Enterprise information security in Australia could come under much greater scrutiny with the nation’s Information Commissioner looking to drill down deeply into the details of an organisation’s security practices after a breach.
The Office of the Australian Information Commission (OAIC) has sought feedback on a wide range of security factors that could become part of how it assesses “the steps that the entity took to protect the information” and “whether those steps were reasonable in the circumstances” during a breach investigation.
The consultation paper puts forward whitelisting and patching as candidates to join the “reasonable steps” guidelines it will look for when assessing an organisation’s compliance with Australia’s privacy laws.
Whitelisting, which only permits approved files, applications and content on a network, is traditionally viewed as an extreme but the Defence Signals Directorate recently placed it as a highly-effective method of mitigating malware threats.
Under the guidelines put forward for debate, OAIC investigators could be asking:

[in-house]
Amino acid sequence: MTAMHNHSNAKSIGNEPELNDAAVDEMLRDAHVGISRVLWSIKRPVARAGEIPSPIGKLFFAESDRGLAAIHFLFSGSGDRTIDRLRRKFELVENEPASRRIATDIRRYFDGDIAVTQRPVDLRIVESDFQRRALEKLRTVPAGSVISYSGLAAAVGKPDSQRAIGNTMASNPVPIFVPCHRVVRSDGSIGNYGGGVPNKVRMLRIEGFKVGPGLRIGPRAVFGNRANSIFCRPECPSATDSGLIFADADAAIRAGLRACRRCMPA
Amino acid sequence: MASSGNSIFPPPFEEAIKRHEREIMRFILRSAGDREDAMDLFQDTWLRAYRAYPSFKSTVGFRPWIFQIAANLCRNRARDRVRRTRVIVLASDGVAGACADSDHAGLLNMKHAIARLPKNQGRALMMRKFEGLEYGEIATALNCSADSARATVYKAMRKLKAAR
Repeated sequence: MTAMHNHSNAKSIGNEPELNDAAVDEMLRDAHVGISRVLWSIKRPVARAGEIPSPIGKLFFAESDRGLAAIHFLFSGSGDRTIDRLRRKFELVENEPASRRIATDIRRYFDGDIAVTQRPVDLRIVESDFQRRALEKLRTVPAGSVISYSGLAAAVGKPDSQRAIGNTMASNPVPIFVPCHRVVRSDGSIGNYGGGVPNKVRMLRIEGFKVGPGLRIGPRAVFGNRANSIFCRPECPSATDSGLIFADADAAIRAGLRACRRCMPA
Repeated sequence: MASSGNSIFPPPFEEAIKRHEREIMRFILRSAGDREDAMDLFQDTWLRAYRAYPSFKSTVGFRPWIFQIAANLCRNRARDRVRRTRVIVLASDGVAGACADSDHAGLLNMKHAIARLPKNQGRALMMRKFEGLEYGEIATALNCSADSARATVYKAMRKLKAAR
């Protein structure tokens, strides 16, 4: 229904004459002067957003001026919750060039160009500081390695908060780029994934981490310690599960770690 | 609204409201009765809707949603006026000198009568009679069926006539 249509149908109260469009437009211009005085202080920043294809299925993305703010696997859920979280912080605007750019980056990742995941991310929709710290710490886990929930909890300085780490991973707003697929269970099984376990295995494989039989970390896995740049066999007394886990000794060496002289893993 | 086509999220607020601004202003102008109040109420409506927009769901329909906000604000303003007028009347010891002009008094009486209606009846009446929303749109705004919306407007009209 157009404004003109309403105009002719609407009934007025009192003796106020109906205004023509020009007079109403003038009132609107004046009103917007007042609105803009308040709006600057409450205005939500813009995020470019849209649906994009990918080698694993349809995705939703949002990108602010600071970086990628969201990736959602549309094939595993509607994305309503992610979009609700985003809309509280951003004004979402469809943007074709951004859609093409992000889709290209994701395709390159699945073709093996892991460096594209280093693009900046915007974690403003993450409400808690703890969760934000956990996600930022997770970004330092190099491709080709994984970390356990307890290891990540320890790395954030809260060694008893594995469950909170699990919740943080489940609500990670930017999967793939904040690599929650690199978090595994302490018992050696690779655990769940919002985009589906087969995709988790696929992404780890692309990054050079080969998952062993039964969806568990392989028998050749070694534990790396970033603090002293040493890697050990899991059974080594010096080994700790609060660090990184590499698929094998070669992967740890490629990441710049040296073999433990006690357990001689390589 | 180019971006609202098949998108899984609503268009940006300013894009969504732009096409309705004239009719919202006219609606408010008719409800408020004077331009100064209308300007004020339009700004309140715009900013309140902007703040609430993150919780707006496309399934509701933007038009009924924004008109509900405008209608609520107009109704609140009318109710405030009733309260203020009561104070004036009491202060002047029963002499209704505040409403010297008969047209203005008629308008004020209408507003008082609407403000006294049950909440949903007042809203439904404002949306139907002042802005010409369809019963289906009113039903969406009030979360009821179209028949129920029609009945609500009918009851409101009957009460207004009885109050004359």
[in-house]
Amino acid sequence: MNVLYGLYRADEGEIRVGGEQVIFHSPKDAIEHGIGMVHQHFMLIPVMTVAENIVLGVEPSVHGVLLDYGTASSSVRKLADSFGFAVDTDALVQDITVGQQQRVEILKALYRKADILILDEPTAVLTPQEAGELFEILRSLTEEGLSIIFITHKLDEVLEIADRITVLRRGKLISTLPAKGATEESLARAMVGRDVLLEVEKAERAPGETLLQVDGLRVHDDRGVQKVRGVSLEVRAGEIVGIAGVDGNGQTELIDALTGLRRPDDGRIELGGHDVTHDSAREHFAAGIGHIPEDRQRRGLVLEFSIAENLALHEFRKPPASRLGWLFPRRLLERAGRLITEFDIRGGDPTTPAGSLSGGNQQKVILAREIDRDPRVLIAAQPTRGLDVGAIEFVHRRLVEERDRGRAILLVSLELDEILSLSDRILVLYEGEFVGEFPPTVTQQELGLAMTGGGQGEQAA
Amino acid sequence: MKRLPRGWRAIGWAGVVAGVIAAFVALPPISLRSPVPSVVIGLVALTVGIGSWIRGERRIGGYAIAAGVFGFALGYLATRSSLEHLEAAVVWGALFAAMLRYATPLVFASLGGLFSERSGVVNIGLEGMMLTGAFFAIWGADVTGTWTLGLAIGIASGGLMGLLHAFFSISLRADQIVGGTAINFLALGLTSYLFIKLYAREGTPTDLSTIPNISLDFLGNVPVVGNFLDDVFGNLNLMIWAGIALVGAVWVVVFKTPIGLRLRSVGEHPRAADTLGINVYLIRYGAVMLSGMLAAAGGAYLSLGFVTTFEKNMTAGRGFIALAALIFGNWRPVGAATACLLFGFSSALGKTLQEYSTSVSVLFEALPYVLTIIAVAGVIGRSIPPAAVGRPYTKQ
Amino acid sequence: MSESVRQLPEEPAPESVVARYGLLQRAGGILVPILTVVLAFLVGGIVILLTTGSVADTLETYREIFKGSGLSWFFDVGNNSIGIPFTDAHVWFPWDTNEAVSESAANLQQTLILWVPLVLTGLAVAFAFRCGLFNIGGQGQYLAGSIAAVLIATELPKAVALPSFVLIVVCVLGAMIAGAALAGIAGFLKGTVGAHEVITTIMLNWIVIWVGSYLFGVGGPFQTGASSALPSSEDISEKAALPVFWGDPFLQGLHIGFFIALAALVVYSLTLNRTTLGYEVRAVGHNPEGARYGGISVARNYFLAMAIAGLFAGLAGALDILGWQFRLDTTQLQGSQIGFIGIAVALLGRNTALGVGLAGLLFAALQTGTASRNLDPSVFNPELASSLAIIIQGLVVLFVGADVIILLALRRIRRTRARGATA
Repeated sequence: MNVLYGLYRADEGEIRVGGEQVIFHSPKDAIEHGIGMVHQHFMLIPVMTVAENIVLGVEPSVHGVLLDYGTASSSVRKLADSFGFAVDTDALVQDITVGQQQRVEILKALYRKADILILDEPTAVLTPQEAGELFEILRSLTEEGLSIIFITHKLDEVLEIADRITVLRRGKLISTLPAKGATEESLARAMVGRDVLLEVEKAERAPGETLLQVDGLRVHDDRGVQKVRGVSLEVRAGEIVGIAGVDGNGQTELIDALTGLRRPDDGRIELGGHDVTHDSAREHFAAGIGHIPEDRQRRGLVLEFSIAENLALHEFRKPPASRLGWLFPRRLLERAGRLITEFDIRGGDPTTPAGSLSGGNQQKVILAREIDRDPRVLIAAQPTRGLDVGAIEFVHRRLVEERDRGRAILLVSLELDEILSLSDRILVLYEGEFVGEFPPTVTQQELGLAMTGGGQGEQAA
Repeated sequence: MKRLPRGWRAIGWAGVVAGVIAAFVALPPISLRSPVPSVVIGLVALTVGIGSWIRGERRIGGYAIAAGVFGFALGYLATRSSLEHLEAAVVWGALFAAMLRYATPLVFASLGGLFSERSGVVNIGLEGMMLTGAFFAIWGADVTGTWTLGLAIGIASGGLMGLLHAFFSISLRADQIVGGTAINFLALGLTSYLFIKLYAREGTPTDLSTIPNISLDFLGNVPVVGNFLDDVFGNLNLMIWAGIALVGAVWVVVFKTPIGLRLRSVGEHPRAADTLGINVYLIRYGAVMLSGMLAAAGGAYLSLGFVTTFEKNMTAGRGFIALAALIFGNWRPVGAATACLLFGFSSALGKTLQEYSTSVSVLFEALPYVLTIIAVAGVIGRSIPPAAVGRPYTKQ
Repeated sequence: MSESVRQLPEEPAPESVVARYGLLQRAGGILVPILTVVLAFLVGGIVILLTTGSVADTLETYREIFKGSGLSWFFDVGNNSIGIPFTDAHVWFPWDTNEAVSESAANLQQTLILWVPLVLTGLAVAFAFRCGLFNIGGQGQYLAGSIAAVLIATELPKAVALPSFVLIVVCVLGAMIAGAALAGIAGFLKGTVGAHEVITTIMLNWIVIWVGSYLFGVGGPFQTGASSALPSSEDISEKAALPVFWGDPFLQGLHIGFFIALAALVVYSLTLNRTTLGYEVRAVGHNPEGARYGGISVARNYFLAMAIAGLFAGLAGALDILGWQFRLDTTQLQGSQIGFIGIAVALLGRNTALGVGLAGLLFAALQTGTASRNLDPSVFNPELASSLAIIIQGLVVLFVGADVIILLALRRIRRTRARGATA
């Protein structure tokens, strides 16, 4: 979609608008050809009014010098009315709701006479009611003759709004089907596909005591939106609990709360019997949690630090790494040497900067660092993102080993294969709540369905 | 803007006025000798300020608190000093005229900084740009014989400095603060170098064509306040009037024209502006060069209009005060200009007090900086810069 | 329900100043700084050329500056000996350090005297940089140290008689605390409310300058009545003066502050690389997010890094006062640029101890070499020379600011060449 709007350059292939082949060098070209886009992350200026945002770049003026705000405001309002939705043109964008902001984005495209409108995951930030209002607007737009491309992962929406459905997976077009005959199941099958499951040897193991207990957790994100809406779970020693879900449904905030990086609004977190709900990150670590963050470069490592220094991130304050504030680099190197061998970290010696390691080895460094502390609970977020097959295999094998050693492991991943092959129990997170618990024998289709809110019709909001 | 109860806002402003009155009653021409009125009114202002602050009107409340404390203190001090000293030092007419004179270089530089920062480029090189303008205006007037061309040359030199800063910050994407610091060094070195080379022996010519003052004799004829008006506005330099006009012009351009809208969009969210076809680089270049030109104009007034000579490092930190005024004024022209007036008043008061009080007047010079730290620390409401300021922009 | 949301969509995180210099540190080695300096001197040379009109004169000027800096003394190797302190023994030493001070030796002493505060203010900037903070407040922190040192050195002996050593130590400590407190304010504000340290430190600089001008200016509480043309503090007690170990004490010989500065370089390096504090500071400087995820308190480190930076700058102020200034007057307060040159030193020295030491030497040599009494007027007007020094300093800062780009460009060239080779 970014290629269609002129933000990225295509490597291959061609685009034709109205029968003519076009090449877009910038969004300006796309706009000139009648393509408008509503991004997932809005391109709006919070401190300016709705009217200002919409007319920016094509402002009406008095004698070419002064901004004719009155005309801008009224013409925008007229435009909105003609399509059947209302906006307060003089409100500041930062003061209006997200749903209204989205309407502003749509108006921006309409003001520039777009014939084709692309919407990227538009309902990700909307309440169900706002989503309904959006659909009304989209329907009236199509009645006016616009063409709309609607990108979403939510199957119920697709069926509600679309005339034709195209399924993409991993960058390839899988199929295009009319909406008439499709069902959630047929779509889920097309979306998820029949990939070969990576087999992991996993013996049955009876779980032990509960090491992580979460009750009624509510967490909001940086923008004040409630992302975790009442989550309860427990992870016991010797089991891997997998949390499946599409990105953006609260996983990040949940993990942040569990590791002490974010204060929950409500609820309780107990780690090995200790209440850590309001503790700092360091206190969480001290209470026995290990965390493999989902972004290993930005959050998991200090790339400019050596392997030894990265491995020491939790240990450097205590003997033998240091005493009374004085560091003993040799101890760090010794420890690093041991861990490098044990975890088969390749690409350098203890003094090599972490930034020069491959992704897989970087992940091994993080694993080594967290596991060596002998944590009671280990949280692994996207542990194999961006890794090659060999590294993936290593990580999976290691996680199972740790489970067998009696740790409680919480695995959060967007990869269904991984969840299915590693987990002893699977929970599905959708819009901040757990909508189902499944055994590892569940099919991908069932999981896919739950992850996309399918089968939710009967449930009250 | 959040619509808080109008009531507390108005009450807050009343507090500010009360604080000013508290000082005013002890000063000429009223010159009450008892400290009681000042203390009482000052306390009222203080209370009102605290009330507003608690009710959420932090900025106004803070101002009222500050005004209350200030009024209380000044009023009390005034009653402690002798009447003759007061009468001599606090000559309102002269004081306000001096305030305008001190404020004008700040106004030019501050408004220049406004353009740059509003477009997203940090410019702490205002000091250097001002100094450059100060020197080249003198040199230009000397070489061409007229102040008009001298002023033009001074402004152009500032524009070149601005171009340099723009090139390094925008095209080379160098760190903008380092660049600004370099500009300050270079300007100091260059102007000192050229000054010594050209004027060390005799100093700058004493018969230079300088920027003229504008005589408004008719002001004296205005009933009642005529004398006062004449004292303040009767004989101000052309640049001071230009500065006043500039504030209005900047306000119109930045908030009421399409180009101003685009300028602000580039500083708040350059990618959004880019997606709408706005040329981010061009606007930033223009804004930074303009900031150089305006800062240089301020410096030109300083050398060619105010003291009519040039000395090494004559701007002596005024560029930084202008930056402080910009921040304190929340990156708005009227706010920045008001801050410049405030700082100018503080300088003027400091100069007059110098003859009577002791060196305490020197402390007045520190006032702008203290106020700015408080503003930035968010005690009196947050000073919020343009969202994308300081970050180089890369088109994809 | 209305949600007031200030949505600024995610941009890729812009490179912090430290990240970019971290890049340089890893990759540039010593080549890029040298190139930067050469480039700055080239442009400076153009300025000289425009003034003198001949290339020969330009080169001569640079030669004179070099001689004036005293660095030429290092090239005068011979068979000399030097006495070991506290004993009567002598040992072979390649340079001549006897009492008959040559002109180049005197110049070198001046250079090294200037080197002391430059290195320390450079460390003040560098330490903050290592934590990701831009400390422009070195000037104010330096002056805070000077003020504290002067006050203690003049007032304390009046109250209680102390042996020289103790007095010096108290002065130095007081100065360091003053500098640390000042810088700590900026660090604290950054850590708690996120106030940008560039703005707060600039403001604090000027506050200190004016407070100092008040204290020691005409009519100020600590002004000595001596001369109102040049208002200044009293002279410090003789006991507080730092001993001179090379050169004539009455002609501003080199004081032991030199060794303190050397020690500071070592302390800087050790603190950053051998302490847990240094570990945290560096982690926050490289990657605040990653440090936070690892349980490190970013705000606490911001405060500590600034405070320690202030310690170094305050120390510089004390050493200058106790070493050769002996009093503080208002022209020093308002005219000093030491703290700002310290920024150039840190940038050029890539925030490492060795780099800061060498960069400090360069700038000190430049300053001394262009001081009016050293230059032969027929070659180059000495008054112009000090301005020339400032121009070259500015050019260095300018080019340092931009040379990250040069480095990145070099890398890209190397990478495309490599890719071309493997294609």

Is whitelisting of applications employed?
Is whitelisted filtering of email content employed?
Is whitelisting of web domains and IP addresses employed?
Other questions include whether an organisation’s systems are fully patched, have up-to-date antivirus, how and where encryption was used, what type of authentication was employed and whether network security was up to scratch.
“Are operating system functions that are not required disabled?” the OAIC asks, flagging potential risks for organisations harboring, for example, old Java versions on office desktops.
“Removing or disabling unneeded software, operating system components and functionality from a system reduces its vulnerability to attack. Disabling functions such as AutoPlay or remote desktop, if they are not required, can make it harder for malware to run or an attacker to gain access,” the OAIC points out.
Questions over access include whether multi-factor authentication was required to access sensitive material, how liberally administrative privileges were doled out, and whether systems demanded strong passwords.
Security related questions also in scope canvas physical security, penetration testing, data breach response procedures, and personnel security, which would ask whether an organisation trains staff to be aware of social engineering or phishing.
The closing date for comments is Monday 7 January 2013.Follow @CSO_Australia and sign up to the CSO Australia newsletter. Read more: The whitelisting questions you should be ask